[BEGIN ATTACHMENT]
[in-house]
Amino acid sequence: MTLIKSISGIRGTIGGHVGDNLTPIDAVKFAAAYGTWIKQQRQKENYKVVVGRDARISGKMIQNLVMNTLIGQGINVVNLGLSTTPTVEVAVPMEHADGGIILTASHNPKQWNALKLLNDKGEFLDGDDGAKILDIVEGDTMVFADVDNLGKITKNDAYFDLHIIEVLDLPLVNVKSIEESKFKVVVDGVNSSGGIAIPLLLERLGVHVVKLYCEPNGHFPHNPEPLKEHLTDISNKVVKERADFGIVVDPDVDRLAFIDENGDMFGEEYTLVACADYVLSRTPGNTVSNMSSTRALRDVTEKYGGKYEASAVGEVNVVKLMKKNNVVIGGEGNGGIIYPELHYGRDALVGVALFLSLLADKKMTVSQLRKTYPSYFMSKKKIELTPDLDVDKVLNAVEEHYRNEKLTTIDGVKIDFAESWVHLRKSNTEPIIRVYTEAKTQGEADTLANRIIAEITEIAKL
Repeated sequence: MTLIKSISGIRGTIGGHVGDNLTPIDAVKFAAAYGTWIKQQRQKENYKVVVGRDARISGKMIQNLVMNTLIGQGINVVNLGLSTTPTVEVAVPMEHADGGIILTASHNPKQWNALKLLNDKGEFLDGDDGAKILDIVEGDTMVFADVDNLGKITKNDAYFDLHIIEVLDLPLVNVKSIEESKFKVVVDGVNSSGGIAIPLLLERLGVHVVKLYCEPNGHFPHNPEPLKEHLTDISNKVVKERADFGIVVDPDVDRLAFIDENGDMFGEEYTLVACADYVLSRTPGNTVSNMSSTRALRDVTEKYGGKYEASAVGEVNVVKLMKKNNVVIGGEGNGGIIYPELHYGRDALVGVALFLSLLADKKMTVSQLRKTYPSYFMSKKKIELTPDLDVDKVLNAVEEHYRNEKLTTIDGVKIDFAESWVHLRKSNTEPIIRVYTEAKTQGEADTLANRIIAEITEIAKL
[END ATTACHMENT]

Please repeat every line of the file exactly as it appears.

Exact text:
[in-house]
Amino acid sequence: MTLIKSISGIRGTIGGHVGDNLTPIDAVKFAAAYGTWIKQQRQKENYKVVVGRDARISGKMIQNLVMNTLIGQGINVVNLGLSTTPTVEVAVPMEHADGGIILTASHNPKQWNALKLLNDKGEFLDGDDGAKILDIVEGDTMVFADVDNLGKITKNDAYFDLHIIEVLDLPLVNVKSIEESKFKVVVDGVNSSGGIAIPLLLERLGVHVVKLYCEPNGHFPHNPEPLKEHLTDISNKVVKERADFGIVVDPDVDRLAFIDENGDMFGEEYTLVACADYVLSRTPGNTVSNMSSTRALRDVTEKYGGKYEASAVGEVNVVKLMKKNNVVIGGEGNGGIIYPELHYGRDALVGVALFLSLLADKKMTVSQLRKTYPSYFMSKKKIELTPDLDVDKVLNAVEEHYRNEKLTTIDGVKIDFAESWVHLRKSNTEPIIRVYTEAKTQGEADTLANRIIAEITEIAKL
Repeated sequence: MTLIKSISGIRGTIGGHVGDNLTPIDAVKFAAAYGTWIKQQRQKENYKVVVGRDARISGKMIQNLVMNTLIGQGINVVNLGLSTTPTVEVAVPMEHADGGIILTASHNPKQWNALKLLNDKGEFLDGDDGAKILDIVEGDTMVFADVDNLGKITKNDAYFDLHIIEVLDLPLVNVKSIEESKFKVVVDGVNSSGGIAIPLLLERLGVHVVKLYCEPNGHFPHNPEPLKEHLTDISNKVVKERADFGIVVDPDVDRLAFIDENGDMFGEEYTLVACADYVLSRTPGNTVSNMSSTRALRDVTEKYGGKYEASAVGEVNVVKLMKKNNVVIGGEGNGGIIYPELHYGRDALVGVALFLSLLADKKMTVSQLRKTYPSYFMSKKKIELTPDLDVDKVLNAVEEHYRNEKLTTIDGVKIDFAESWVHLRKSNTEPIIRVYTEAKTQGEADTLANRIIAEITEIAKL